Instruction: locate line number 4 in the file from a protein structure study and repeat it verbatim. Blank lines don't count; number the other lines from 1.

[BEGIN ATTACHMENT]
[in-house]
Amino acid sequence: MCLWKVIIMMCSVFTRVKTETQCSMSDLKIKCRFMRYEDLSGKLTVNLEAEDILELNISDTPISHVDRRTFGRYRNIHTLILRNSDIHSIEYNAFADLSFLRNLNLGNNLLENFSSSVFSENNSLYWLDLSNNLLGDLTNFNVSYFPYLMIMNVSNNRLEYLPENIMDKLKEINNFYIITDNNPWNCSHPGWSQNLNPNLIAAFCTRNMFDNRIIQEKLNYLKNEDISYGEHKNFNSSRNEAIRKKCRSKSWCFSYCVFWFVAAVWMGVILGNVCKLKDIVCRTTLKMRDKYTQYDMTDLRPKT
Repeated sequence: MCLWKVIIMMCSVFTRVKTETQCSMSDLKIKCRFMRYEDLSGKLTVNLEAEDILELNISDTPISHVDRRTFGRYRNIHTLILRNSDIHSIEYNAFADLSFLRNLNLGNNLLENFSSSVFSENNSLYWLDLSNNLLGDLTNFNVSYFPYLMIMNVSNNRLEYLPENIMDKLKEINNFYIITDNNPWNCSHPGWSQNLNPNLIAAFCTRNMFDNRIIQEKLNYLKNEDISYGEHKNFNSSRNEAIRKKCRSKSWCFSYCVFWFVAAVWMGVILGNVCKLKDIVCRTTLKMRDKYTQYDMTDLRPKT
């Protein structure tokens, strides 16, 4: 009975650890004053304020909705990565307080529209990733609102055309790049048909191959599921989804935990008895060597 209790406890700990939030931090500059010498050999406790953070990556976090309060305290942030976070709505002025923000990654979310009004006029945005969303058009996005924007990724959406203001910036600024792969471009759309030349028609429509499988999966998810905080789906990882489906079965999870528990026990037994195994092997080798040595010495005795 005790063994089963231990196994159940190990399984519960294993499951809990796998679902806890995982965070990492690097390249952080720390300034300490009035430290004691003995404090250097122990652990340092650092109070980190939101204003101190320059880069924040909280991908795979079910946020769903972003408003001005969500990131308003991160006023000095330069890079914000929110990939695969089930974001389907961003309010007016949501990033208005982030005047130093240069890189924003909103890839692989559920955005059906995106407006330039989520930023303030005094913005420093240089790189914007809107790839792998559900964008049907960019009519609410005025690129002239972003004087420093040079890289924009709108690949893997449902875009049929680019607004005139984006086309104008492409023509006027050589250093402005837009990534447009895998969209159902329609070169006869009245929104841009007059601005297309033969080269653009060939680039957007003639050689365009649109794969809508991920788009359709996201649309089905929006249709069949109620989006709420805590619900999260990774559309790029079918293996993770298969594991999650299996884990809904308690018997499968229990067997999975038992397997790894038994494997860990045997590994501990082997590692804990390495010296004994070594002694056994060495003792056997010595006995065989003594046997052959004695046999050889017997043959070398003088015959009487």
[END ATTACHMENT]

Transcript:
């Protein structure tokens, strides 16, 4: 009975650890004053304020909705990565307080529209990733609102055309790049048909191959599921989804935990008895060597 209790406890700990939030931090500059010498050999406790953070990556976090309060305290942030976070709505002025923000990654979310009004006029945005969303058009996005924007990724959406203001910036600024792969471009759309030349028609429509499988999966998810905080789906990882489906079965999870528990026990037994195994092997080798040595010495005795 005790063994089963231990196994159940190990399984519960294993499951809990796998679902806890995982965070990492690097390249952080720390300034300490009035430290004691003995404090250097122990652990340092650092109070980190939101204003101190320059880069924040909280991908795979079910946020769903972003408003001005969500990131308003991160006023000095330069890079914000929110990939695969089930974001389907961003309010007016949501990033208005982030005047130093240069890189924003909103890839692989559920955005059906995106407006330039989520930023303030005094913005420093240089790189914007809107790839792998559900964008049907960019009519609410005025690129002239972003004087420093040079890289924009709108690949893997449902875009049929680019607004005139984006086309104008492409023509006027050589250093402005837009990534447009895998969209159902329609070169006869009245929104841009007059601005297309033969080269653009060939680039957007003639050689365009649109794969809508991920788009359709996201649309089905929006249709069949109620989006709420805590619900999260990774559309790029079918293996993770298969594991999650299996884990809904308690018997499968229990067997999975038992397997790894038994494997860990045997590994501990082997590692804990390495010296004994070594002694056994060495003792056997010595006995065989003594046997052959004695046999050889017997043959070398003088015959009487």